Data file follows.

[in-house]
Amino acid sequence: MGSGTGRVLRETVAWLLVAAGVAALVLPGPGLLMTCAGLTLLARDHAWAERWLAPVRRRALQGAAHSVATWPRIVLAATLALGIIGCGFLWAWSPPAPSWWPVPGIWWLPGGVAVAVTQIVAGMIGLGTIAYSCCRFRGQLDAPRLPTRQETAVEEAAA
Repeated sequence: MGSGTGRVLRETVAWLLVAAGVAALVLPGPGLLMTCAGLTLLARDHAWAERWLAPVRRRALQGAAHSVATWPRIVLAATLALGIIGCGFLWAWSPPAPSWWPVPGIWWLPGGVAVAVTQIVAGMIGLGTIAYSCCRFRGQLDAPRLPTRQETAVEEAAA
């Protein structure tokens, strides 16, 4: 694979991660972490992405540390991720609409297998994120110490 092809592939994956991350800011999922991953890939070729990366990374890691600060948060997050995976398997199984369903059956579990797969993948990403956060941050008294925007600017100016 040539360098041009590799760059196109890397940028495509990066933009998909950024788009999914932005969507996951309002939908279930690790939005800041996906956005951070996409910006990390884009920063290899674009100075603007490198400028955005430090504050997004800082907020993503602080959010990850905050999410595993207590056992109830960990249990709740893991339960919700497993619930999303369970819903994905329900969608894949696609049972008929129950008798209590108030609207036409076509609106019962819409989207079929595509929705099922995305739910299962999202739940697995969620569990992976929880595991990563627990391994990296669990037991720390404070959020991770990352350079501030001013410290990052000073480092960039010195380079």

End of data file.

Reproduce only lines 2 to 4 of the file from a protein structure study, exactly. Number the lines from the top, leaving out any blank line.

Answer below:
Amino acid sequence: MGSGTGRVLRETVAWLLVAAGVAALVLPGPGLLMTCAGLTLLARDHAWAERWLAPVRRRALQGAAHSVATWPRIVLAATLALGIIGCGFLWAWSPPAPSWWPVPGIWWLPGGVAVAVTQIVAGMIGLGTIAYSCCRFRGQLDAPRLPTRQETAVEEAAA
Repeated sequence: MGSGTGRVLRETVAWLLVAAGVAALVLPGPGLLMTCAGLTLLARDHAWAERWLAPVRRRALQGAAHSVATWPRIVLAATLALGIIGCGFLWAWSPPAPSWWPVPGIWWLPGGVAVAVTQIVAGMIGLGTIAYSCCRFRGQLDAPRLPTRQETAVEEAAA
């Protein structure tokens, strides 16, 4: 694979991660972490992405540390991720609409297998994120110490 092809592939994956991350800011999922991953890939070729990366990374890691600060948060997050995976398997199984369903059956579990797969993948990403956060941050008294925007600017100016 040539360098041009590799760059196109890397940028495509990066933009998909950024788009999914932005969507996951309002939908279930690790939005800041996906956005951070996409910006990390884009920063290899674009100075603007490198400028955005430090504050997004800082907020993503602080959010990850905050999410595993207590056992109830960990249990709740893991339960919700497993619930999303369970819903994905329900969608894949696609049972008929129950008798209590108030609207036409076509609106019962819409989207079929595509929705099922995305739910299962999202739940697995969620569990992976929880595991990563627990391994990296669990037991720390404070959020991770990352350079501030001013410290990052000073480092960039010195380079």